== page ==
Questions concerning Christian influence on Norse mythology are always hard, given that many of the written sources at our disposal were compiled after the Christianization of Scandinavia. Nevertheless, cross-referencing with the archaelogical record and with the pre-Christian sources has allowed scholars to reach some consensus on tales and motifs which are genuinely pagan. However, characters like Loki, and events like Odin's sacrifice to himself remain controversial, and are still debated today.
Even though your question concerns mainly Odin, I believe also the opening sentence about Loki deserves some clarification. For this reason, I will split my answer in two parts, one for each deity.
It is entirely possible that Loki underwent a 'demonization' after the Christianization of Scandinavia (this is a view held, among others, by Jan de Vries). This would explain his apparently contradictory nature:
On the one hand, Loki is said to be the murderer by advice (ráðbani) of Baldr, whose killing is said to be the worst incident among gods and men (Gylfaginning, ch. 33). Both Loki and his children play a central part in Ragnarok on the side of the enemies of the gods, and many other calamities that strike the gods are caused by Loki, too. On the other hand, he is the blood relation of Óðinn and a figure who, by his own will or not, brings the gods some of their most precious objects, without which they could not fulfill their function as defenders of the cosmos.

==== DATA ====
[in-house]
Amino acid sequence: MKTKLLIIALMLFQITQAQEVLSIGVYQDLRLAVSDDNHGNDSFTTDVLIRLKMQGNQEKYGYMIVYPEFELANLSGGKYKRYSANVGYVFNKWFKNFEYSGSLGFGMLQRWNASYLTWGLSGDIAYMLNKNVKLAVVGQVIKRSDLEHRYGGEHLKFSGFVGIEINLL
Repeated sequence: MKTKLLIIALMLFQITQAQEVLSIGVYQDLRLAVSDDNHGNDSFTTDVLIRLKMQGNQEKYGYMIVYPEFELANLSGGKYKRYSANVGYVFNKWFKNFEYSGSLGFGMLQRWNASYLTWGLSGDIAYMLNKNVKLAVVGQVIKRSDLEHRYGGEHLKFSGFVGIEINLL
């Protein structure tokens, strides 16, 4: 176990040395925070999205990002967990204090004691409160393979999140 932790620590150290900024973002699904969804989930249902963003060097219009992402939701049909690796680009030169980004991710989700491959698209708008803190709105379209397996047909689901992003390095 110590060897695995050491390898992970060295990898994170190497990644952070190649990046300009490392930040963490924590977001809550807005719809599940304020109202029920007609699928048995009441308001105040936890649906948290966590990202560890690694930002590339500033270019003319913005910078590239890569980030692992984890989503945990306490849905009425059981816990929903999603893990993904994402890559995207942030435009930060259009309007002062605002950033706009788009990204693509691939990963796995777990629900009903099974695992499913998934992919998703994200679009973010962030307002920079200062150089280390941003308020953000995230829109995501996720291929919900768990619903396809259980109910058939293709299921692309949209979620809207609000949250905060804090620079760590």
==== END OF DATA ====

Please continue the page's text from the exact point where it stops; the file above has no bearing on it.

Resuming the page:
Jens Peter Schjødt, entry on Loki in Medieval Scandinavia: An Encyclopedia
However, not all scholars share (or shared) this view. For example, Georges Dumézil, in his book Loki (1948), argued convincingly in favor of a purely Indo-European (that is, not influenced by Christianity) origin of Loki, and compared the murder of Balder to a similar episode appearing in the Ossetian Nart Saga, involving the trickster Syrdon and the hero Soslan.
On the opposite side of the spectrum, Kees Samplonius, building on an etymology proposed by Sophus Bugge, which derives Loki from Lucifer, believes in a purely Christian origin of Loki:
However, if Loki was a god (or at least a supernatural being of some sort) with the character of Satan and with a name best explained as short for Lucifer, strong arguments are needed to make him an Old Germanic deity.
The only sensible answer is that, for all of the variances of manifestation, Loki
drew his name from the Christian Lucifer and remained associated with him in
various ways. [...] The heathen or merely superficial Christian Nordic people may have liked this Lucifer derivative, because the figure was suitable for good story-telling, just as the Devil figures in many popular tales in the rest of Europe.
Kees Samplonius, The Background and Scope of Völuspá, in The Nordic Apocalypse
All this to emphasize the difficulties in assessing to which extent a complex character like Loki was influenced by the process of Christianization. In the words of Jens Peter Schjødt:
We have seen that most of the research concerning Loki has focused on
attempting to distinguish between pagan and Christian notions of the figure.
This is reasonable given the nature of especially the literary sources we have at